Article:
Let us change marginalized communities to opportunity zones

By  Courtney Betty

Courtney Betty

During the days of slavery in the United States, the Underground  Railroad guided slaves to freedom in Canada, “the promise land.” Canada was always seen as a beacon by many others who immigrated to the country in droves. My parents were  among the many immigrants from the Caribbean who came to this land of opportunity. They were inspired by many, but none more than former Prime Minister Pierre Elliot Trudeau.

Lest we forget, it was Pierre Trudeau who in 1982 gave Canadians, against all odds, the Constitution Act which included a Charter of Rights and Freedoms.  This included the many protection of legal rights and freedoms as well as the enshrinement of multiculturalism as the foundation of Canadian society. This simple fact is one that his son, Justin Trudeau might have used during his time of silence when asked about the protests in the United States and the death of George Floyd.  The fact that he was silent for so long is the same problem that the  majority of white Canadians have had for many years.

As a young Black lawyer, I was inspired by Pierre Trudeau and the hope he offered in our new Charter of Rights. I dedicated my life to playing a role in helping to bring it to life.  I had no idea it would be such a long and difficult journey.   I remember my first job with the Federal Government developing a crime prevention program for the Royal Canadian Mounted Police. I was told by the Officer in charge that being Black would be a challenge to get the officers in Ontario to be part of the change.  My response was “give me an opportunity to speak to them”, and  he did. This turned out to be an incredible experience for my personal development and an important step for the many police officers who welcomed me into their communities throughout Ontario.  I thank you!

My next step was the Department of Justice Canada as a Crown Attorney continuing my search for justice. However, for many Black lawyers, the great halls of justice unfortunately at the Department of Justice as well as Bay street law firms and the legal profession are littered with many stories of racism and discrimination. Even Black police officers, some of whom I have had the opportunity to represent, tell the horror stories of the racism and discrimination they face.  That was then; this is now.

This is not the time, as we have tried for decades, convincing White Canadians that racism and discrimination exists in Canada.  The ignited spontaneous combustion of Floyd’s murder is a wake up call for Canada and Canadians. For one, it has taught us that a little spark and a little fuel combined with pent up anger, injustices, hatred, and poverty is a recipe for massive destruction.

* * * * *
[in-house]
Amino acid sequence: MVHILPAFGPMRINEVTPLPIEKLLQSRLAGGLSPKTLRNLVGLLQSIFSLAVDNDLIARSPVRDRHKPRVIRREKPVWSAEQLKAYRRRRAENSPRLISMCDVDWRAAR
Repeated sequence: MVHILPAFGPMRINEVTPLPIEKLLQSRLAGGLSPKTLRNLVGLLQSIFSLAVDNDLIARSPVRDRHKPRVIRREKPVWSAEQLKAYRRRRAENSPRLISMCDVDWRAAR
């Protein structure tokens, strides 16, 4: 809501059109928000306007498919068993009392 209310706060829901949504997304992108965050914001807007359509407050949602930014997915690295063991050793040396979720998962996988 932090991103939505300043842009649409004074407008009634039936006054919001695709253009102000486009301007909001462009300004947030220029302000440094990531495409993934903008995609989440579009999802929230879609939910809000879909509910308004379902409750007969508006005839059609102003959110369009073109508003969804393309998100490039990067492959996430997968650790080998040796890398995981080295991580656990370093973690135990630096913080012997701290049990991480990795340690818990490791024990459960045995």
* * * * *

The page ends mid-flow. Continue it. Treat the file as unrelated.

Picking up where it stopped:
What can each of us do is the big question.  Canadians must first understand that Corporate Canada and other institutions have had a knee on the neck of many members of the Black and Indigenous communities for a long time. Let us begin by first shining the ethnic lens on our own society to see systematic racism that exists from our boardrooms to our courtrooms.

If you are the head of a major Canadian corporation and Institution, you have a legal and moral responsibility to ensure that diversity and inclusion are not simply a checkbox within your organization.   Start your next leadership meeting by saying, “Black Lives matter” All research shows that diversity and inclusion bring economic returns to your organization which is the goal of all companies.

You can also begin by helping to break the glass ceilings on Bay Street which stifle many young Black professionals and others.   Let us  also work to change  marginalized communities to opportunity zones by investing in these communities that are most burdened by systematic racism and lack of opportunities.   Many corporate leaders are thinking “I can’t do that”. Fortunately for you, Human Rights legislation, Employment law and the Canadian Charter of rights already mandate many of these areas.

Governments also have a role to play.  All levels of government are legally and constitutionally required to defund institutions that contribute or play a role in maintaining systematic racism, even in our cherished arts sector.  It is time to stop blaming the victims and recognize that how Governments spend their budgets is the best way to start achieving change. 

A public statement by our leaders along with a national action plan to achieve economic opportunities for Black and Indigenous Canadians, rather than piecemeal projects here and there, will send a strong message to all Canadians and the rest of the world.  The photo opportunities and same old rhetoric will not satisfy the universal cry “   No Justice No Peace”

There are some who will say these are just the rantings of another angry Black man.  To them, I say I am an angry Canadian. My question to them, however, is how could I not be? And more importantly, how can you not be?